“The lamb anticipated God’s Lamb, who would provide God’s salvation for sinners. In preparing the bread with the meat and herbs dipped in sauce, the master of the feast was reminding the participants of God’s promise to provide salvation. In receiving the piece of bread, each participant acknowledged his sin. Each also reaffirmed his faith in God’s promises that He would send a Messiah to take away sin by the sacrifice of Himself, and each professed his willingness to receive salvation which Messiah would offer…
“It is significant that Christ gave the first piece of bread to Judas Iscariot (John 13:26). It was customary to offer the first piece to the most honored guest at the feast… This was an evidence of the love and the grace of the Lord, who knew what was in Judas’ heart before the seats were assigned around the table. Further it is to be noted that since the giving of the bread was in effect an offer of salvation, Christ was offering forgiveness to Judas if he would accept the offered salvation and put his faith in Him. This was grace exemplified. Perhaps no greater demonstration of the love and the grace of Christ can be found anywhere in Scripture than in this scene, for the One who would be betrayed was offering the betrayer forgiveness of sin if he would accept it.” 3
Even though Jesus had been deeply hurt knowing that Judas would betray Him, He still lovingly offered Judas His forgiveness. Similarly, if we are to recover from rejection by others, we too must offer forgiveness to those who have rejected us. Refusal to forgive others hurts us more than those who reject us. Refusal to forgive our offenders leads to bitterness. And bitterness builds a wall around our lives because no one likes to be around a cynic – someone who is always resentful and complaining.
Jesus wants to teach us to be a better person, not a bitter person. Each of us has a choice as to how we respond to those who reject us. We can choose to focus on our feelings or we can choose to focus on the truth. The truth is we are to be “kind to one another, tenderhearted, forgiving one another, even as God in Christ forgave” us (Ephesian 4:32). Forgiveness keeps our hearts tender and sensitive to the Lord and others. We cannot do this in our own strength. We must lean on Jesus’ power to enable us to forgive those who have deeply hurt us. The moment we choose to obey God and forgive our betrayers, God will supply us with the power to do exactly that. Remember, we also have caused hurt to others by rejecting them. We also have sinned against others, especially God. The more we realize our own need for forgiveness, the more forgiving of others we will become.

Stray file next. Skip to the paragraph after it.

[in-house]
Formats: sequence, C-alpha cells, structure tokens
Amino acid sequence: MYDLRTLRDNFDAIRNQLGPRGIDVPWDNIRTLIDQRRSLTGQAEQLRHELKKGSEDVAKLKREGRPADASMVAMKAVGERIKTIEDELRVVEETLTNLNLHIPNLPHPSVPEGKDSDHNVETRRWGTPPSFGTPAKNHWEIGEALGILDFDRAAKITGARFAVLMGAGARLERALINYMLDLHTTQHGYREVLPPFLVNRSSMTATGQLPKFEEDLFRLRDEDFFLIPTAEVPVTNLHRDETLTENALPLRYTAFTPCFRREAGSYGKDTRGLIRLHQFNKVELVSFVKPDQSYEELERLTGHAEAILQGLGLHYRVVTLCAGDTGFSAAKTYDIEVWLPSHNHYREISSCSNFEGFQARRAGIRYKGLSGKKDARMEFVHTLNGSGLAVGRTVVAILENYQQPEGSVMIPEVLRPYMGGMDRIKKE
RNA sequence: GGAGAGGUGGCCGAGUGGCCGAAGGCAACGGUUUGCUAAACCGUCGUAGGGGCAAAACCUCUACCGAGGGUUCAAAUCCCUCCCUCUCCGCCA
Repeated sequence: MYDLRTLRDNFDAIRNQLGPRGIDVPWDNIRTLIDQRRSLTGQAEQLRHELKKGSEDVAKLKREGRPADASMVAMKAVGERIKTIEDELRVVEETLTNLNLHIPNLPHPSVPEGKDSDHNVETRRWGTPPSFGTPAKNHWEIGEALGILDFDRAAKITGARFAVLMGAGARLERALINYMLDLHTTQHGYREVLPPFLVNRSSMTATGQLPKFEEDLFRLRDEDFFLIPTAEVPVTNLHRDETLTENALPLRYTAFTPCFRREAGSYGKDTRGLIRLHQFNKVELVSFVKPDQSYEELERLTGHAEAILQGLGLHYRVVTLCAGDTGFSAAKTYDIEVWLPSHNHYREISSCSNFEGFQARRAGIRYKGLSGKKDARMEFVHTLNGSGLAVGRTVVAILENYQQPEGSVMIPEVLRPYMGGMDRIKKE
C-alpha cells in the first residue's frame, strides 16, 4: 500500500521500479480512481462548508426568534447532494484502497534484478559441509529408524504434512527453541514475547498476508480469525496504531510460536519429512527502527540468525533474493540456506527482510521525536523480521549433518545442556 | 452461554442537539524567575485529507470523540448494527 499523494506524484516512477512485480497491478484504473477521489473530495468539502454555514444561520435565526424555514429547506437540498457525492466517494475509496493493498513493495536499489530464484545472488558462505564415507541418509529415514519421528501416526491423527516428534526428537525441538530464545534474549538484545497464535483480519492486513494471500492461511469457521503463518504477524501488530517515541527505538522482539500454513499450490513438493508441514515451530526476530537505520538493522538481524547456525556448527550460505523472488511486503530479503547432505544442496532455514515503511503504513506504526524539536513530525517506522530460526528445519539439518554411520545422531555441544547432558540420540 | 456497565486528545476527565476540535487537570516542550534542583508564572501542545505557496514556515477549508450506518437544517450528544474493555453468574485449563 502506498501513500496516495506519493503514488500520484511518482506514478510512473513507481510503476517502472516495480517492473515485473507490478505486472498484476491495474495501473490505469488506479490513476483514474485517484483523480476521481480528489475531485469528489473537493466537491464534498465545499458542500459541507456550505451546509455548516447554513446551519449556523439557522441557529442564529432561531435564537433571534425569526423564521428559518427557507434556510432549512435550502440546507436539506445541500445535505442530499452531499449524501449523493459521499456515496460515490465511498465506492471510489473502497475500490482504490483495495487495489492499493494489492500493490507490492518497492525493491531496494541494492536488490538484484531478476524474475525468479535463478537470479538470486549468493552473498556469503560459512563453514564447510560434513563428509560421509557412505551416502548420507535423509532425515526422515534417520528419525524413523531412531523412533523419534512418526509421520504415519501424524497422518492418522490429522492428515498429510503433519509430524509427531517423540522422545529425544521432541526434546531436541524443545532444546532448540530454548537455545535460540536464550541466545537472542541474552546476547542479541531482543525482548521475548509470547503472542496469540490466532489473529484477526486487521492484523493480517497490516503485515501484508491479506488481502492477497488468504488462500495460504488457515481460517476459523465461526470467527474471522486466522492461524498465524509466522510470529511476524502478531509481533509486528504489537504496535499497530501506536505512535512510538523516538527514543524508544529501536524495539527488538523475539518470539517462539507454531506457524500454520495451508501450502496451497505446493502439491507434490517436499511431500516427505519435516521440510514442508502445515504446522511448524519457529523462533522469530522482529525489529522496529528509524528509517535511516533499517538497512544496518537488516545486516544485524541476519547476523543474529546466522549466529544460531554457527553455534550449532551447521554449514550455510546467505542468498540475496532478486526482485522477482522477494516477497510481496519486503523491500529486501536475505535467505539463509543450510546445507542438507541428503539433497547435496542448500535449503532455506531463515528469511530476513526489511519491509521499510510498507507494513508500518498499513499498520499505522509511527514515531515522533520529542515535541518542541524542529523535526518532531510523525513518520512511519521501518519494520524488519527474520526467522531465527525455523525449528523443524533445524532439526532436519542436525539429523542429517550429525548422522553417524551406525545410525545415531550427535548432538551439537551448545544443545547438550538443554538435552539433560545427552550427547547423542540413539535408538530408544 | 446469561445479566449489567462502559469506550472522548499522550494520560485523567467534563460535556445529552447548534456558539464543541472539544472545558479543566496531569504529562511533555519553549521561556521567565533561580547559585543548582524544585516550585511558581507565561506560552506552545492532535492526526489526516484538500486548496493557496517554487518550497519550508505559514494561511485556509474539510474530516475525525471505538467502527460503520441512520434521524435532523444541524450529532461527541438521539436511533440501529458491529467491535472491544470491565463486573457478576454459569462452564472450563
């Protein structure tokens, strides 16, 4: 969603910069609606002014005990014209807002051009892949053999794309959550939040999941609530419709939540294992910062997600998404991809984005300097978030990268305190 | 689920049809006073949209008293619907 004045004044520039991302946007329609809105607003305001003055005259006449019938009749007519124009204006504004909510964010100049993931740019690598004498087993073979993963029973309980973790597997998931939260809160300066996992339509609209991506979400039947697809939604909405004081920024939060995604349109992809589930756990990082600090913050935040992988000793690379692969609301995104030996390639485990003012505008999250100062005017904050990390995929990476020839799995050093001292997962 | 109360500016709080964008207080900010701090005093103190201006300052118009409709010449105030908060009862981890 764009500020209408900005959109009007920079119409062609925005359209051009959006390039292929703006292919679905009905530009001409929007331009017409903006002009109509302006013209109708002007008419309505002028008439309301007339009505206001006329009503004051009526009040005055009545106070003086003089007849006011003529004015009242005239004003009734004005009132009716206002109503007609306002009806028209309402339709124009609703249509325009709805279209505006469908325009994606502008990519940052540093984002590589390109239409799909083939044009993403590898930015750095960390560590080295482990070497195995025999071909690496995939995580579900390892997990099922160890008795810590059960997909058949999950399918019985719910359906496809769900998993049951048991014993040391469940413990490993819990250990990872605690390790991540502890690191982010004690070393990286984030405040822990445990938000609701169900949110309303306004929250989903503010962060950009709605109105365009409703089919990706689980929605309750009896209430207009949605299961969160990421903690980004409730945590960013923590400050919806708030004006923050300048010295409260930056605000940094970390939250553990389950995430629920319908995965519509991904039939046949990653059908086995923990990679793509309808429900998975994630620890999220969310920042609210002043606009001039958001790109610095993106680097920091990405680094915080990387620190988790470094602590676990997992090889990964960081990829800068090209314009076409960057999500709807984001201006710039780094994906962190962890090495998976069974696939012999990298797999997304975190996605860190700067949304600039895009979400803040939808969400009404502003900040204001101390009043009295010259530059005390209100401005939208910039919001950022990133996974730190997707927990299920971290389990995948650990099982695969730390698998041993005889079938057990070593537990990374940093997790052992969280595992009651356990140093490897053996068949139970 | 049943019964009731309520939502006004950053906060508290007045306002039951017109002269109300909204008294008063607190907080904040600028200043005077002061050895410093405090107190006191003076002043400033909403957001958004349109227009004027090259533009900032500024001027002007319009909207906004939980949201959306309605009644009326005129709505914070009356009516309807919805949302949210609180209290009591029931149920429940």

It is important to understand that forgiving someone does not mean you trust him or her. You can forgive someone in a moment based upon Christ’s positional forgiveness of you (Ephesians 1:7; 4:32), but trusting that person will take time. Trust must be earned from the person who betrayed or rejected you. For example, a Christian wife is commanded to respect her wayward husband, but she is not commanded to trust him (I Peter 3:1-6). He must earn her trust.
Prayer: Lord Jesus, my heart was deeply touched by Your final offer of grace and forgiveness to Judas the night before Your death on the cross! Even though You knew his actions in advance, You did not stop loving him. I am reminded that all of us are like Judas in that we have betrayed You with our thoughts, our words, and our actions. And all of us, like Judas, desperately need Your forgiveness for all the times we have betrayed you. Thank You for extending Your forgiving grace to me. Please help me to extend this forgiveness to others who have rejected me. I pray Your Spirit will also enable others to forgive me for the wounds I have caused them. In Your precious name I pray. Amen.
1. Ralph Gower, The New Manners and Customs of Bible Times (Chicago: Moody, 1987), pg. 247; J. Robert Teringo, The Land and People Jesus Knew (Minneapolis: Bethany House, 1985), pg. 53.
2. J. Carl Laney, Moody Gospel John Commentary (Chicago: Moody Press, 1992), pg. 246.
3. J. Dwight Pentecost, The Words & Works of Jesus Christ, (Grand Rapids: Zondervan, 1981), pp. 430-431.